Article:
6. Teams are not self-organizing. That would require accepting responsibility for the team’s performance and a sense of urgency for delivery and value creation. A “team” in this mode is more acting like a group—for example, people waiting at a bus-stop—: They are at the same time in the same place for the same purpose, but that does not result in forming a team. (The norming, storming, forming, performing cycle seems to be missing.)
  7. Even worse, team members abandon Agile quietly, believing it is a management fad that will go away sooner or later.
  8. Faux Agile: Teams follow the “Agile rules” mechanically without understanding why those are defined in the first place. This level of adoption often results often in a phenomenon called “Peak Scrum”: There is no improvement over the previous process, despite all Agile rules are being followed to the letter. Or even worse: morale and productivity go down, as the enthusiasm after the initial agile training wears off quickly in the trenches.
  9. Moving people among teams upon short notice. Even if required for technical reasons, this has a negative impact on a team’s performance & morale.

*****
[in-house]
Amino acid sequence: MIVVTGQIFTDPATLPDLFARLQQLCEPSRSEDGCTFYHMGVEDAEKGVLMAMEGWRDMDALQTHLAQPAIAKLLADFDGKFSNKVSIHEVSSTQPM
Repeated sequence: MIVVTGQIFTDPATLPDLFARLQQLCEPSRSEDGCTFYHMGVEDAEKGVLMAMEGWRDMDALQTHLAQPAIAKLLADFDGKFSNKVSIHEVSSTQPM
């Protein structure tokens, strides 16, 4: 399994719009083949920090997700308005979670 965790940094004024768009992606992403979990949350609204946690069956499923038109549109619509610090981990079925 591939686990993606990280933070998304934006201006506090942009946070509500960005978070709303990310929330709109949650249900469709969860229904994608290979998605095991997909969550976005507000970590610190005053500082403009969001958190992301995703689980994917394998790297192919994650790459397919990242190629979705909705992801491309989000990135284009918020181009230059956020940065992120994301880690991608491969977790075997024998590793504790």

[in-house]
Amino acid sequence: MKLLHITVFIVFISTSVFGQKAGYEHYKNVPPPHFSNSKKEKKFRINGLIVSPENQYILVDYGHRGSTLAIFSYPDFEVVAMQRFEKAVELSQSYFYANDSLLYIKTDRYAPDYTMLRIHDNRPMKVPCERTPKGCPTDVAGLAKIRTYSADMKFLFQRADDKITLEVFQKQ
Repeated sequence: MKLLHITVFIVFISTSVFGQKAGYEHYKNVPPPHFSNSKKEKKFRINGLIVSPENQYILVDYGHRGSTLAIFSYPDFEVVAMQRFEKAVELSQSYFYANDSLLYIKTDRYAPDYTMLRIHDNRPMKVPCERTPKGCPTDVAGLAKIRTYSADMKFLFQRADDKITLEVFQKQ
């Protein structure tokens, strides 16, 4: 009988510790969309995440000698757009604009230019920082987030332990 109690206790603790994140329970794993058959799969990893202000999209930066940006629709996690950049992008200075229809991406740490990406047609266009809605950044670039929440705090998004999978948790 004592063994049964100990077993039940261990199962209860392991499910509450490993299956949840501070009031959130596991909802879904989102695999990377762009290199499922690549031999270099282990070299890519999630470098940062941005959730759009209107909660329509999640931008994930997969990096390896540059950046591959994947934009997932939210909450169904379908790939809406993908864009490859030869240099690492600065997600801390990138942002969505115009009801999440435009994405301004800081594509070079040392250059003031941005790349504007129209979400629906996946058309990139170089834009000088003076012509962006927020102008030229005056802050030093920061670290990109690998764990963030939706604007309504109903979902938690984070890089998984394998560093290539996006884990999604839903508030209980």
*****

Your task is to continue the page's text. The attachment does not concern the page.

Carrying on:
Share your own experience w/ the poll: What Is the Most Important Agile Challenge You Are Facing At the Moment?

III. Agile Failure At Process Level:

  1. Agile light: The management abandons self-organization the moment a critical problem appears to form ‘task forces’ instead.
  2. Agile processes are either bent or ignored whenever it seems appropriate. There is a lack of process discipline.
  3. Agile processes are tempered with, e.g., the scrum product owner role is reduced to a project manager role. Often this is done so by assigning the task of backlog ownership to a different entity at management level. (“Scrum” without a product owner makes a magnificent Waterfall 2.0 process.)
  4. Stakeholders are bypassing product management to get things done and get away with it in the eyes of the senior management, as they would show initiative.
  5. The organization is not spending enough time on team communication and workshops to create a shared understanding of what is to be built.

IV. Agile Failure At Facility Level:

  1. A team is not co-located, not working in the same room, but scattered across different floors, or worse, different locations.
  2. The work environment is lacking spots for formal and – more important – informal communication: cafeterias, tea kitchens, sofas, etc.
  3. The work environment is lacking whiteboards. The absence of whiteboards on every available wall within the office should be questionable, not having them.
  4. Agile requires suitable offices to further collaboration: spacy, with plenty of air and light. But they should not be a mere open space, which tends to get too noisy, particularly when several Scrum team have stand-ups at the same time.